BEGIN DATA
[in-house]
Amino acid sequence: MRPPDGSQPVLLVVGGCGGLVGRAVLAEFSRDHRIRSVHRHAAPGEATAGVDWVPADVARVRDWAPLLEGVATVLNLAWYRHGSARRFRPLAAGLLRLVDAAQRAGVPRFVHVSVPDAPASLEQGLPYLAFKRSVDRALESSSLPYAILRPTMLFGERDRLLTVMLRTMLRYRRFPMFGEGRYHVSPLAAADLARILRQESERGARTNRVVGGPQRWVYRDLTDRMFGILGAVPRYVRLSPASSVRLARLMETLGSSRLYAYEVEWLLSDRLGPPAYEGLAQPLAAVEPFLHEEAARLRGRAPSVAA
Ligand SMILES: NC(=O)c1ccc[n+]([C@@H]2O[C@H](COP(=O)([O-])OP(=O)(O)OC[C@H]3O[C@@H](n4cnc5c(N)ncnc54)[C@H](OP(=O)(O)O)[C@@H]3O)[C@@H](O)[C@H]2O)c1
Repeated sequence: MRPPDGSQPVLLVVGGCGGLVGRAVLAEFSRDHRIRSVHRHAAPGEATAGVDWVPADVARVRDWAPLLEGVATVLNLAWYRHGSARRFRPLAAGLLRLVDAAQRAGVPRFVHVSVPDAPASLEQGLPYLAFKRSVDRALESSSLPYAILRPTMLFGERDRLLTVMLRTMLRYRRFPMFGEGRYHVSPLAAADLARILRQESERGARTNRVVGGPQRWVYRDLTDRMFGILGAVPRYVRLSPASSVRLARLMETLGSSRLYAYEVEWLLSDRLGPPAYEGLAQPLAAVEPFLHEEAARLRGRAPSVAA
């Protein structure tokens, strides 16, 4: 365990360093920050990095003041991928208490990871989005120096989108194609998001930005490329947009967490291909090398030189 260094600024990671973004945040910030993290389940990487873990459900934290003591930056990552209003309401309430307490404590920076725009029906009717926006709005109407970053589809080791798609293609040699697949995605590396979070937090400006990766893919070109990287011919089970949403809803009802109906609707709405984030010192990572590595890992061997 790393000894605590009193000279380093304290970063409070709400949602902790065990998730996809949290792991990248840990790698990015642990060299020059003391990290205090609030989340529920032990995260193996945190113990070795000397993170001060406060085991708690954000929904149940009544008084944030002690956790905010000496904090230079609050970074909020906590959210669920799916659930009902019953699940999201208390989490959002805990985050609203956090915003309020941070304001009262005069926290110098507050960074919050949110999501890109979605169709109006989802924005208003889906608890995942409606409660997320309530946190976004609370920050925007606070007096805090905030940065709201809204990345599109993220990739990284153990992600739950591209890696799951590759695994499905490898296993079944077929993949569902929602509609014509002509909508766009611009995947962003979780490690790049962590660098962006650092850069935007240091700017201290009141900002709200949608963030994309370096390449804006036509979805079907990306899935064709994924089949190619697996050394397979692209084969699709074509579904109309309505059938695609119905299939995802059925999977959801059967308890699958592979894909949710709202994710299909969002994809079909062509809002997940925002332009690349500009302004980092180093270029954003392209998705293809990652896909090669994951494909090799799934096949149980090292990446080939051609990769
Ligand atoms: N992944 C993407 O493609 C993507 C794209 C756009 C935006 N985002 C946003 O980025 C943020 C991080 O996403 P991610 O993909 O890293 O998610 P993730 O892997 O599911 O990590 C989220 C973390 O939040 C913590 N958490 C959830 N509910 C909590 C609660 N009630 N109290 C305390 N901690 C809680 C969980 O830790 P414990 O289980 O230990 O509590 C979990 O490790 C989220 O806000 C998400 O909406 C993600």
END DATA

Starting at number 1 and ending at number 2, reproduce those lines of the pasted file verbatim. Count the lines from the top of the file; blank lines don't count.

[in-house]
Amino acid sequence: MRPPDGSQPVLLVVGGCGGLVGRAVLAEFSRDHRIRSVHRHAAPGEATAGVDWVPADVARVRDWAPLLEGVATVLNLAWYRHGSARRFRPLAAGLLRLVDAAQRAGVPRFVHVSVPDAPASLEQGLPYLAFKRSVDRALESSSLPYAILRPTMLFGERDRLLTVMLRTMLRYRRFPMFGEGRYHVSPLAAADLARILRQESERGARTNRVVGGPQRWVYRDLTDRMFGILGAVPRYVRLSPASSVRLARLMETLGSSRLYAYEVEWLLSDRLGPPAYEGLAQPLAAVEPFLHEEAARLRGRAPSVAA